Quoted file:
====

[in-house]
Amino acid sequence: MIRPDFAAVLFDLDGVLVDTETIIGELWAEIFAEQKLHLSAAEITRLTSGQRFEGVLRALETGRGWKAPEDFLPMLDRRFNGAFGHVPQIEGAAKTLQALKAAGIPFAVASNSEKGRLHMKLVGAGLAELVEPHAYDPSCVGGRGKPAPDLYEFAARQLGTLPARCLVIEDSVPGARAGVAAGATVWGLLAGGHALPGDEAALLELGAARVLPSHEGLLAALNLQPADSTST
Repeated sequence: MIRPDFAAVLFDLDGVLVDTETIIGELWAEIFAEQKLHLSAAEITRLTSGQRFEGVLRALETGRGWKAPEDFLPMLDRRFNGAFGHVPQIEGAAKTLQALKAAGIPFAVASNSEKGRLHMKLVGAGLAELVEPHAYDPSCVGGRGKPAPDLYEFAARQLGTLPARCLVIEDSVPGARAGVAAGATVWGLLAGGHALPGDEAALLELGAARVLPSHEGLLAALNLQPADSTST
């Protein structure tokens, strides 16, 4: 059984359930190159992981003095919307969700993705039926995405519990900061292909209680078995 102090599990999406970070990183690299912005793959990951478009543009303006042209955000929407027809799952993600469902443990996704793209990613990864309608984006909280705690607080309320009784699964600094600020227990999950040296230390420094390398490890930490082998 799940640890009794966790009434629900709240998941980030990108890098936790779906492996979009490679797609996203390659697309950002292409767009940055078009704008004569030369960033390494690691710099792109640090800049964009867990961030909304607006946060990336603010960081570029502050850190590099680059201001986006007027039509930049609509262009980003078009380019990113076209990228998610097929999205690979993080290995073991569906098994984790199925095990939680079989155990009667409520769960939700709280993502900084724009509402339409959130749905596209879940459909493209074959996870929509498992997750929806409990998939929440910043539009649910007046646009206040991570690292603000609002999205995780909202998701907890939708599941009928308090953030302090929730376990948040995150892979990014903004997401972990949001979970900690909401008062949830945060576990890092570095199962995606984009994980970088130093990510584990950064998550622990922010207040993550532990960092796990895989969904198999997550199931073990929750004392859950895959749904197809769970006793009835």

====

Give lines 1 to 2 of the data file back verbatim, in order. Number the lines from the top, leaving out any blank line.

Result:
[in-house]
Amino acid sequence: MIRPDFAAVLFDLDGVLVDTETIIGELWAEIFAEQKLHLSAAEITRLTSGQRFEGVLRALETGRGWKAPEDFLPMLDRRFNGAFGHVPQIEGAAKTLQALKAAGIPFAVASNSEKGRLHMKLVGAGLAELVEPHAYDPSCVGGRGKPAPDLYEFAARQLGTLPARCLVIEDSVPGARAGVAAGATVWGLLAGGHALPGDEAALLELGAARVLPSHEGLLAALNLQPADSTST